By the time Putin is ready to put his country’s stamp of approval on a new US president, there’s likely to be a long wait.
That’s because Trump’s predecessor, Barack Obama, is likely to not only have to contend with the Russian threat, but also to contend for the presidency again.
The Obama administration’s response to Russia’s annexation of Crimea and its destabilizing actions in Ukraine has been to try to convince Moscow that it is not the primary actor in the conflict in the Ukraine.
That is, it is only the most extreme example of an aggressor nation seeking to assert its power, the Obama administration said.
Putin has said that he considers the US to be an aggressors’ superpower, and that his military has no qualms about using the means at its disposal to maintain the status quo.
The fact that Trump is not a U.S. president is, however, not enough to make Putin hesitate to act in his favor.
In the meantime, Russia has been busy attempting to develop its own sphere of influence in Europe and the Middle East, especially in Syria, which is currently dominated by a brutal regime of President Bashar Assad.
The United States, in contrast, has been unable to influence Assad’s behavior, let alone topple him.
Russia’s most recent military buildup in Syria has been unprecedented, and it has expanded its military presence into the country’s northern borderlands.
The latest Russian military exercises, which began in March and have included more than 50,000 troops, were attended by a record number of NATO troops, according to NATO.
It also announced the creation of a new, joint Russian-NATO military headquarters in the northern city of Hmeymim, a move that came after the Kremlin promised to “take all necessary measures” to protect the country from any foreign threats.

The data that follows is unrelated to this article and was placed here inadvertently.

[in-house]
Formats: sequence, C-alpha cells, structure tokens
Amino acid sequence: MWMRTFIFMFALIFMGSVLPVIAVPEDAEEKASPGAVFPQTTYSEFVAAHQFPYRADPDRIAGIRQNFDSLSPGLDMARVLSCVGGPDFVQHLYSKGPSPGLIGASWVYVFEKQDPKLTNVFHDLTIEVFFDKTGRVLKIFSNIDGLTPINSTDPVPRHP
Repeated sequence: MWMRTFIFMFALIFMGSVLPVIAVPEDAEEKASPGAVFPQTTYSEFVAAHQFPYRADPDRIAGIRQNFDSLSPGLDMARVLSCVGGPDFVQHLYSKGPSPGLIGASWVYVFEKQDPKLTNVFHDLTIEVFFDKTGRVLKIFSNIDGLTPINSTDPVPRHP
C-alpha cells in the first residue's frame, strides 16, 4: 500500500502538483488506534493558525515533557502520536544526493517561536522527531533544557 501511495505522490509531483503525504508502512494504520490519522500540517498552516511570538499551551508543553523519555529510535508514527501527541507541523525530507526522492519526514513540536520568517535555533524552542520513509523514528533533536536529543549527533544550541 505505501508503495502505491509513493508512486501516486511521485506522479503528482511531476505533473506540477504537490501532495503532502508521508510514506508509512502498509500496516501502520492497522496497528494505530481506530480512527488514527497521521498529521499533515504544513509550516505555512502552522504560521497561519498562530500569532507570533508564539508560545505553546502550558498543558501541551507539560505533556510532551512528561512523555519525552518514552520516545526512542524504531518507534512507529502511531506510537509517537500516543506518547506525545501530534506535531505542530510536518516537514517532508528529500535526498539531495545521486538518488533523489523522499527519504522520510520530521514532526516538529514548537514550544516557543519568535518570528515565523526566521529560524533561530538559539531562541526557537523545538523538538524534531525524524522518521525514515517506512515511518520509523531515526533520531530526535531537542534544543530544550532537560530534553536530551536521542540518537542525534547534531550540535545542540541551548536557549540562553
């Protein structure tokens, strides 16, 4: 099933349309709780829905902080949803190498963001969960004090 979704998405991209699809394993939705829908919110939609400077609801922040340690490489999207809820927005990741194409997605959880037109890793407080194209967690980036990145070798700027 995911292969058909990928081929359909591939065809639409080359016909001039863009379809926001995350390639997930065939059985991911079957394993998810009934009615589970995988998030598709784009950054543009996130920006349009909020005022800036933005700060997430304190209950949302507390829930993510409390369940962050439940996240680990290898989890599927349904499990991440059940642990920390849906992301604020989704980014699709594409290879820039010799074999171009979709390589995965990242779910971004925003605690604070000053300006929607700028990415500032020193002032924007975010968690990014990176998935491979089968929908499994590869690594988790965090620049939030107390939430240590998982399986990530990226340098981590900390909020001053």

The U.N. Security Council also condemned Russia’s moves, saying the country has violated international law and is not abiding by the peace treaty it signed with the U.K. and the European Union.
Russia is currently also considering sending its forces into eastern Ukraine, where pro-Russian separatists have fought a bloody war against the government of President Petro Poroshenko.
The Ukrainian government is currently in the midst of negotiations with the United States over a peace plan.
But for the moment, Putin’s Russia has only the United Kingdom, France and Germany, which have been unwilling to offer support to Ukraine’s new government, and the United Arab Emirates and Turkey, which are staunch allies of the Assad regime.
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A Kremlin official told The Associated Press last week that Putin would be ready to help Ukraine retake Crimea, where Russian troops have taken over several cities in the south.
The Kremlin has denied that its troops are in Crimea, and instead accused Ukrainian forces of attacking the region.
The new government has been slow to respond, and Putin’s comments have been inconsistent.
At one point last week, he suggested that Russia could send troops to assist the Ukrainian government in its battle against pro-Russia separatists, while at another time saying he was not prepared to intervene militarily.
The Russian defense ministry has said it is “working hard” to help Kiev retake the territory, but its statements have been vague.
Russia is not alone in the region, however.
Russia has a significant presence in the Crimean Peninsula and has already been sending military equipment and personnel to help the government in the fight against the rebels there.
Russian President Vladimir Putin speaks to journalists after meeting with his defense minister Sergei Shoigu in the Kremlin in Moscow, Russia, March 2, 2021.Reuters